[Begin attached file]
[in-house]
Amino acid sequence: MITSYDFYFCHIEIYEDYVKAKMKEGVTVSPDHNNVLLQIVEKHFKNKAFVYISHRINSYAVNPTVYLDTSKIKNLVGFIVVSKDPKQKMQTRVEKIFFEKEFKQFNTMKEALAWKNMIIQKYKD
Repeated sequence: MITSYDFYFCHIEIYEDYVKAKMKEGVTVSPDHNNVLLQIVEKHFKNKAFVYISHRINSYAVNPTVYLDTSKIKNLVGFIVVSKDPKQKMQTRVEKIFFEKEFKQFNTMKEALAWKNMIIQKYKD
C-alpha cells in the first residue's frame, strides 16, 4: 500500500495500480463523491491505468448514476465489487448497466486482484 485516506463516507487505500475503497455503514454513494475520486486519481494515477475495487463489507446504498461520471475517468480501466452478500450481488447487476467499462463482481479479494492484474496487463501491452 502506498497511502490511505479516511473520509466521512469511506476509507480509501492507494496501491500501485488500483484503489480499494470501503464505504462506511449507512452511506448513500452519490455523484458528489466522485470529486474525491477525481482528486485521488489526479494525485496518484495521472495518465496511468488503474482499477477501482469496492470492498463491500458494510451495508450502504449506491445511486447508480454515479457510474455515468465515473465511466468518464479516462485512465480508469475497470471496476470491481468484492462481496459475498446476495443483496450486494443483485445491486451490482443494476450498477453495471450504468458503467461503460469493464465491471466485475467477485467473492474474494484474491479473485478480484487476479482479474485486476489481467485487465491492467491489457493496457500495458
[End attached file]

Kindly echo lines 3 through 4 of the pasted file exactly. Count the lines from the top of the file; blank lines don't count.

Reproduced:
Repeated sequence: MITSYDFYFCHIEIYEDYVKAKMKEGVTVSPDHNNVLLQIVEKHFKNKAFVYISHRINSYAVNPTVYLDTSKIKNLVGFIVVSKDPKQKMQTRVEKIFFEKEFKQFNTMKEALAWKNMIIQKYKD
C-alpha cells in the first residue's frame, strides 16, 4: 500500500495500480463523491491505468448514476465489487448497466486482484 485516506463516507487505500475503497455503514454513494475520486486519481494515477475495487463489507446504498461520471475517468480501466452478500450481488447487476467499462463482481479479494492484474496487463501491452 502506498497511502490511505479516511473520509466521512469511506476509507480509501492507494496501491500501485488500483484503489480499494470501503464505504462506511449507512452511506448513500452519490455523484458528489466522485470529486474525491477525481482528486485521488489526479494525485496518484495521472495518465496511468488503474482499477477501482469496492470492498463491500458494510451495508450502504449506491445511486447508480454515479457510474455515468465515473465511466468518464479516462485512465480508469475497470471496476470491481468484492462481496459475498446476495443483496450486494443483485445491486451490482443494476450498477453495471450504468458503467461503460469493464465491471466485475467477485467473492474474494484474491479473485478480484487476479482479474485486476489481467485487465491492467491489457493496457500495458